Lectures and taking notes


A wit once remarked that "A lecture is a process in which information passes from the notes of the lecturer into the notes of the student without passing through the minds of either." (Gilstrap and Martin, 1975)

These guidelines aim to help you avoid that dull and futile situation by helping you learn how to be a more active participant in lectures.


1. Making the most of Lectures

Lectures are used for two purposes:

  1. to give an overview of the subject, which means you will need to fill in the detail, and
  2. to give detailed information on a topic, which means you will need to fill in the background.

These guidelines cover:

a. Preparing for lectures
b. During lectures
c. After lectures

a. Preparing for lectures

Find out how your lectures relate to your course as a whole. Do the seminars or tutorials prepare you for the lectures, or do they follow up the lectures? Will you be able to discuss the lecture content in seminars? See your course information booklet or ask your tutor.

Doing preparatory reading will make it easier for you to follow the lecture. When the lecture is part of a series, you should revise your notes from previous lectures.

b. During lectures

Listening in lectures

During the lecture it's more important to listen than to make notes. If you listen effectively, you will have a better understanding of the content, which will help you write clear, helpful notes that will make sense to you later on. If you have trouble concentrating, you should try sitting near the front, so you are removed from distractions. You may find it helpful to record the lecture on a cassette recorder, but ask the lecturer's permission first.

Signposts to structure

While you listen to a lecture, try to focus on its structure. Sometimes the lecturer makes it clear at the start of the lecture with a list of headings or a summary. Note this down so you have a sense of where the lecture is going.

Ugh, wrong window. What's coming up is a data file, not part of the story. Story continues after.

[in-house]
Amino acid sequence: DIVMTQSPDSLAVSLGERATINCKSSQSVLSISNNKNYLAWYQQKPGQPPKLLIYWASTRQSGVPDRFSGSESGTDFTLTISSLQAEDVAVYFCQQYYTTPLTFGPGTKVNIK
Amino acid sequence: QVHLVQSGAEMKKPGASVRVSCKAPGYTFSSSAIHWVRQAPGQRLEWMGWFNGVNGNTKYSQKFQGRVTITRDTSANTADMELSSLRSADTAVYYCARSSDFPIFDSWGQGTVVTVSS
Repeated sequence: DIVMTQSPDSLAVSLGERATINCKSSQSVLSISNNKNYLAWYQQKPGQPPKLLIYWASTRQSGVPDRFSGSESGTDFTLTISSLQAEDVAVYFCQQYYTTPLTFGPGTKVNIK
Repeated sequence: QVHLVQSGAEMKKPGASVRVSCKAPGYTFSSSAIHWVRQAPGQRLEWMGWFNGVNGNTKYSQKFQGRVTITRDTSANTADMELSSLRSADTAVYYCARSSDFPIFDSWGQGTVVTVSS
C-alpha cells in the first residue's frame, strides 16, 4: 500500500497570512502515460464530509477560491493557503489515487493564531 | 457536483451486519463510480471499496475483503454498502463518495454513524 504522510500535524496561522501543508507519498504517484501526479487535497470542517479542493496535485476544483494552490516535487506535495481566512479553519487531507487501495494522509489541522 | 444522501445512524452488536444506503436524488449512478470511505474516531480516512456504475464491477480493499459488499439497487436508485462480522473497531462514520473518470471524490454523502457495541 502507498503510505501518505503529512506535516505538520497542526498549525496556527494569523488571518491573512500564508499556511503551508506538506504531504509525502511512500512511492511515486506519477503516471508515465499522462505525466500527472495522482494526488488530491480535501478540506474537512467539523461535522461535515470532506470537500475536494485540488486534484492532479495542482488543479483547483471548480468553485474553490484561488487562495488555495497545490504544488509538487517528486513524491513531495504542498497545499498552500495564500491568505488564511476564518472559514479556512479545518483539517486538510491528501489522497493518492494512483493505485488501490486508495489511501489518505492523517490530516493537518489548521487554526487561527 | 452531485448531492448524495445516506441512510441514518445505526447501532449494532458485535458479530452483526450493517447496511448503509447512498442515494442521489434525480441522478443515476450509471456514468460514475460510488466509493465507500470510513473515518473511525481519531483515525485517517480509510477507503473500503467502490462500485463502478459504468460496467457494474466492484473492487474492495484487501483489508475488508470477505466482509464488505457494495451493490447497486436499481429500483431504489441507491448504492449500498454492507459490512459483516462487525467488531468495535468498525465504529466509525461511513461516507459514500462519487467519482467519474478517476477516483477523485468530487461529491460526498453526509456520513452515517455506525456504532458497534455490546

The lecturer may use verbal signposts, for example: "I shall now discuss..." or "My next point is..." Note the change of topic in your notes. Other signposts to listen out for are phrases like: "On the other hand..." or "Turning to..."

Using handouts

Some lecturers issue handouts to summarise important information and help you follow the lecture. To get the most benefit from them:

  • Highlight key words
  • Add notes in the margin
  • Add colour to highlight and categorise information.

c. After lectures


Don't be afraid to ask the lecturer for clarification either in the lecture, or afterwards.


Use seminars and tutorials to clarify material from the lectures.


Review your notes while the lecture us still fresh in your mind.


2. Taking notes

You will have to do a lot of note-taking at university, much more than you have ever had to do at school or college.

Note-taking is a skill which you will need in order to be a successful student. It's also a skill which your future employer wants you to have: to be able to summarise what has been said or written, in a clear, concise form, with no important facts left out.

We cover six aspects of making notes:

a. Be selective
b. Mind maps
c. Cornell system
d. Recording lectures
e. Using notes
f. Making notes as you listen

a. Be selective

Note-taking does not mean writing down everything you read or hear. Your notes should be a clear summary of essential points in a text or lecture. Be selective about what you write down.

Notes should help you to:

  • Fix information in your mind, and
  • Revise.

Here are two ways of taking notes. Which do you prefer?